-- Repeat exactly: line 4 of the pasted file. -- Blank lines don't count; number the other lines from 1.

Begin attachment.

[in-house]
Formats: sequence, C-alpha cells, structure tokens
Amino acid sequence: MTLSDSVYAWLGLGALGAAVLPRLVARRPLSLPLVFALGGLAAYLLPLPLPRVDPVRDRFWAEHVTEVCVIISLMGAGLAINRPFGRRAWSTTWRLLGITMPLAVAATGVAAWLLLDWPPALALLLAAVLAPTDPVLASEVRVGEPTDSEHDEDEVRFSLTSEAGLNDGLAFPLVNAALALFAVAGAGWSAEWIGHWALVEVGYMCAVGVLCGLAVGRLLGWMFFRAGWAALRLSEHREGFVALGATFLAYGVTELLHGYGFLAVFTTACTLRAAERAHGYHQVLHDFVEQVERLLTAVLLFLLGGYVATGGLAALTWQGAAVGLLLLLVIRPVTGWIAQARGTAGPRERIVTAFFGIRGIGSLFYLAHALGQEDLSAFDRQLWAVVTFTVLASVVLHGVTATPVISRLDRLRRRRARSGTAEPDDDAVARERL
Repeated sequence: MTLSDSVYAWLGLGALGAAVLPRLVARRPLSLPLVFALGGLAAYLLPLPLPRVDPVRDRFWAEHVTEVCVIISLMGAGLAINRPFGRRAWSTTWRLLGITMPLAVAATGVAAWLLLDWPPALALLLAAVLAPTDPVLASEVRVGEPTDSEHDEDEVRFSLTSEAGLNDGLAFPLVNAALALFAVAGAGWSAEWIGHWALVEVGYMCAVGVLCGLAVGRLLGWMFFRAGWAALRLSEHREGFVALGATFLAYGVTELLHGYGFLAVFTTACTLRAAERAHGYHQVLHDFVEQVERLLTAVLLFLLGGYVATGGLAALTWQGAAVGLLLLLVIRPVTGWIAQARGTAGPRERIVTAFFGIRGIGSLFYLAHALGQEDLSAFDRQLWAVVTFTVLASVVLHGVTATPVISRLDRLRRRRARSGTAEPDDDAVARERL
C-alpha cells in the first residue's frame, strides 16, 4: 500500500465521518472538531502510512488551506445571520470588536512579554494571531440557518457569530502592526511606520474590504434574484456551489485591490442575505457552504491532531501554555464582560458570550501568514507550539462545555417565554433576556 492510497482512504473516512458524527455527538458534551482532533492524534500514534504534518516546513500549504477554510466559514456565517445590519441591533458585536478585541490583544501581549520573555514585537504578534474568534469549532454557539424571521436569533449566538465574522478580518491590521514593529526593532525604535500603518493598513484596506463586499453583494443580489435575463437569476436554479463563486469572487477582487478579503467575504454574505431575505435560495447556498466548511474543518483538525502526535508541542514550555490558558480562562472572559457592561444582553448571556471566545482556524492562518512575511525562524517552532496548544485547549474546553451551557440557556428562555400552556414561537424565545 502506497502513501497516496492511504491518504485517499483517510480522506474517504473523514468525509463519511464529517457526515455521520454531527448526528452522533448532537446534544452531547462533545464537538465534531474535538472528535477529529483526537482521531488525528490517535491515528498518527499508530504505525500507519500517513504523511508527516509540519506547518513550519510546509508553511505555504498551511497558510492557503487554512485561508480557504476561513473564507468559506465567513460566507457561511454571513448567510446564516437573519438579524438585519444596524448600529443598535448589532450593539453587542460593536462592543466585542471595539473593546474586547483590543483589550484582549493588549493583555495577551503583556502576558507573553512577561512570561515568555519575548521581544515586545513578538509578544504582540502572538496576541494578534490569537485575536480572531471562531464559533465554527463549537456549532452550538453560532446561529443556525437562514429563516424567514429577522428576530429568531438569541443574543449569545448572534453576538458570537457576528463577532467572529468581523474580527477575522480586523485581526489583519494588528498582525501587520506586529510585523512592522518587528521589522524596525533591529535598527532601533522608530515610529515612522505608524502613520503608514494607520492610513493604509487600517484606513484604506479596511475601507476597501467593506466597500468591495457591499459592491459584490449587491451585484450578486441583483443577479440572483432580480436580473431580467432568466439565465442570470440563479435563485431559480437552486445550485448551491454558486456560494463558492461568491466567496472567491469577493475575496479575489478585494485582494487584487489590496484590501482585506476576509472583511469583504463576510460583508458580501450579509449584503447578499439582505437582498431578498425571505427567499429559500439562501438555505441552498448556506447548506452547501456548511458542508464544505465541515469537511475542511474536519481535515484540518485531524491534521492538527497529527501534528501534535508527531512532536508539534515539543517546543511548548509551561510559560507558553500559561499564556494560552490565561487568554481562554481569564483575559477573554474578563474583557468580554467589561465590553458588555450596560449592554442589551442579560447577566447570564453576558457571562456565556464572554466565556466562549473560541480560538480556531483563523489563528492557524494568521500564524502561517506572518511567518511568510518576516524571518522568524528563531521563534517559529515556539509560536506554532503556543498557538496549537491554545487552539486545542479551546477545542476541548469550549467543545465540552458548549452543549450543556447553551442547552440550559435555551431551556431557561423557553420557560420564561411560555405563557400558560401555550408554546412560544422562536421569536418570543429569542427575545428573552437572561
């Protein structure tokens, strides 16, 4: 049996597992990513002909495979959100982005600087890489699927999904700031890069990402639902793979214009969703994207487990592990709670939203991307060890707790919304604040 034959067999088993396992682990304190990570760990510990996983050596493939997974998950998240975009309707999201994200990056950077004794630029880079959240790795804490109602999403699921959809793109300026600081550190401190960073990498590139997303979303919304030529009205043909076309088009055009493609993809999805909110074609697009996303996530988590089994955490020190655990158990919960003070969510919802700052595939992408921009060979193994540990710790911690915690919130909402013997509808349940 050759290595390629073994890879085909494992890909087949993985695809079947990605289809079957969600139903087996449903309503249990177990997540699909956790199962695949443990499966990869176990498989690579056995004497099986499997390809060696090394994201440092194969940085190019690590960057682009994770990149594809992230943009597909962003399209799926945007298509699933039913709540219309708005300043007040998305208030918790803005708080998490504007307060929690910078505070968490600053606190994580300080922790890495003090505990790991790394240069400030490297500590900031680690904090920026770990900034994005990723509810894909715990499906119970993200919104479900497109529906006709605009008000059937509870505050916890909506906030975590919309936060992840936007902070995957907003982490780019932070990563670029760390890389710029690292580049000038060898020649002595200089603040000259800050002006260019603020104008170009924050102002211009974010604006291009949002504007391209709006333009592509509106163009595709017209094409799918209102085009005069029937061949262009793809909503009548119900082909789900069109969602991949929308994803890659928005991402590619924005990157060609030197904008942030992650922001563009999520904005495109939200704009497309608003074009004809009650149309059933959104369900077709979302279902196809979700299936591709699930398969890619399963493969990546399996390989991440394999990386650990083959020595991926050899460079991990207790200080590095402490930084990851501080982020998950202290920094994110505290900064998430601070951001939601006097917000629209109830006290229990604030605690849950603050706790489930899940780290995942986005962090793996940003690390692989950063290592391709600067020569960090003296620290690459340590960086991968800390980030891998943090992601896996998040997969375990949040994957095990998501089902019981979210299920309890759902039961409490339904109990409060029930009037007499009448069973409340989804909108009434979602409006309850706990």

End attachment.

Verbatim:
Repeated sequence: MTLSDSVYAWLGLGALGAAVLPRLVARRPLSLPLVFALGGLAAYLLPLPLPRVDPVRDRFWAEHVTEVCVIISLMGAGLAINRPFGRRAWSTTWRLLGITMPLAVAATGVAAWLLLDWPPALALLLAAVLAPTDPVLASEVRVGEPTDSEHDEDEVRFSLTSEAGLNDGLAFPLVNAALALFAVAGAGWSAEWIGHWALVEVGYMCAVGVLCGLAVGRLLGWMFFRAGWAALRLSEHREGFVALGATFLAYGVTELLHGYGFLAVFTTACTLRAAERAHGYHQVLHDFVEQVERLLTAVLLFLLGGYVATGGLAALTWQGAAVGLLLLLVIRPVTGWIAQARGTAGPRERIVTAFFGIRGIGSLFYLAHALGQEDLSAFDRQLWAVVTFTVLASVVLHGVTATPVISRLDRLRRRRARSGTAEPDDDAVARERL